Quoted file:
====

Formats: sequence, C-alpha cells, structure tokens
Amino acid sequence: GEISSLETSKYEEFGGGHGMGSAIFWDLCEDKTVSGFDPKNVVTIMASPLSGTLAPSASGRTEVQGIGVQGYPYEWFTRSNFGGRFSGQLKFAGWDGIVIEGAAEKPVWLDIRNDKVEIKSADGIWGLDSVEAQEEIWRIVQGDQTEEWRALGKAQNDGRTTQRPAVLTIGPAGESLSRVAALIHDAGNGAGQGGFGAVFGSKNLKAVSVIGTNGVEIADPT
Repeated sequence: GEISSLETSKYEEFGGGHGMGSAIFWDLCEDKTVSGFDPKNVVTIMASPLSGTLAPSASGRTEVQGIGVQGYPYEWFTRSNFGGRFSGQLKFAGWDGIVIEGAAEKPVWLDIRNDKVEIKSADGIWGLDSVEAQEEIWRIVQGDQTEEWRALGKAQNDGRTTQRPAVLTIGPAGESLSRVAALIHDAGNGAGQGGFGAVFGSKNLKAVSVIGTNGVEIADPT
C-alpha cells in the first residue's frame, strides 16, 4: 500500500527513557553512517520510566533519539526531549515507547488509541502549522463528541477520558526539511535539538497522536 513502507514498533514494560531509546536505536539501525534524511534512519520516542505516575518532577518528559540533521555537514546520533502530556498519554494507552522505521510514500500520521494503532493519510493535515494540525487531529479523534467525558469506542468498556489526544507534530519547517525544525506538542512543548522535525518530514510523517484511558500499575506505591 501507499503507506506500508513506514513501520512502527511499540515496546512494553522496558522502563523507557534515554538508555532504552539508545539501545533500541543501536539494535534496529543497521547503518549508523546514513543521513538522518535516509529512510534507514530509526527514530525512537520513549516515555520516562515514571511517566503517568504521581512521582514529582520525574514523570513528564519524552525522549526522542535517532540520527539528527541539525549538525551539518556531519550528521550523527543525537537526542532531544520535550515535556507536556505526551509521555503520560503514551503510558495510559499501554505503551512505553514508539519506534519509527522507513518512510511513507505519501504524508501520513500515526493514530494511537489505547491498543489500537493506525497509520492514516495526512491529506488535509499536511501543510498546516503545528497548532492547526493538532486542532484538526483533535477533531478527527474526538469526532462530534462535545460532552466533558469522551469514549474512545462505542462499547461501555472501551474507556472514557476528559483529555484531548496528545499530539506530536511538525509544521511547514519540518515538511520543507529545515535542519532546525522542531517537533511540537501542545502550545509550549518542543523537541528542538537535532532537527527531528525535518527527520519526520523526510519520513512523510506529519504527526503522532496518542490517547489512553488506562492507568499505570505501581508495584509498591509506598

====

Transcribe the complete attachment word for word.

Formats: sequence, C-alpha cells, structure tokens
Amino acid sequence: GEISSLETSKYEEFGGGHGMGSAIFWDLCEDKTVSGFDPKNVVTIMASPLSGTLAPSASGRTEVQGIGVQGYPYEWFTRSNFGGRFSGQLKFAGWDGIVIEGAAEKPVWLDIRNDKVEIKSADGIWGLDSVEAQEEIWRIVQGDQTEEWRALGKAQNDGRTTQRPAVLTIGPAGESLSRVAALIHDAGNGAGQGGFGAVFGSKNLKAVSVIGTNGVEIADPT
Repeated sequence: GEISSLETSKYEEFGGGHGMGSAIFWDLCEDKTVSGFDPKNVVTIMASPLSGTLAPSASGRTEVQGIGVQGYPYEWFTRSNFGGRFSGQLKFAGWDGIVIEGAAEKPVWLDIRNDKVEIKSADGIWGLDSVEAQEEIWRIVQGDQTEEWRALGKAQNDGRTTQRPAVLTIGPAGESLSRVAALIHDAGNGAGQGGFGAVFGSKNLKAVSVIGTNGVEIADPT
C-alpha cells in the first residue's frame, strides 16, 4: 500500500527513557553512517520510566533519539526531549515507547488509541502549522463528541477520558526539511535539538497522536 513502507514498533514494560531509546536505536539501525534524511534512519520516542505516575518532577518528559540533521555537514546520533502530556498519554494507552522505521510514500500520521494503532493519510493535515494540525487531529479523534467525558469506542468498556489526544507534530519547517525544525506538542512543548522535525518530514510523517484511558500499575506505591 501507499503507506506500508513506514513501520512502527511499540515496546512494553522496558522502563523507557534515554538508555532504552539508545539501545533500541543501536539494535534496529543497521547503518549508523546514513543521513538522518535516509529512510534507514530509526527514530525512537520513549516515555520516562515514571511517566503517568504521581512521582514529582520525574514523570513528564519524552525522549526522542535517532540520527539528527541539525549538525551539518556531519550528521550523527543525537537526542532531544520535550515535556507536556505526551509521555503520560503514551503510558495510559499501554505503551512505553514508539519506534519509527522507513518512510511513507505519501504524508501520513500515526493514530494511537489505547491498543489500537493506525497509520492514516495526512491529506488535509499536511501543510498546516503545528497548532492547526493538532486542532484538526483533535477533531478527527474526538469526532462530534462535545460532552466533558469522551469514549474512545462505542462499547461501555472501551474507556472514557476528559483529555484531548496528545499530539506530536511538525509544521511547514519540518515538511520543507529545515535542519532546525522542531517537533511540537501542545502550545509550549518542543523537541528542538537535532532537527527531528525535518527527520519526520523526510519520513512523510506529519504527526503522532496518542490517547489512553488506562492507568499505570505501581508495584509498591509506598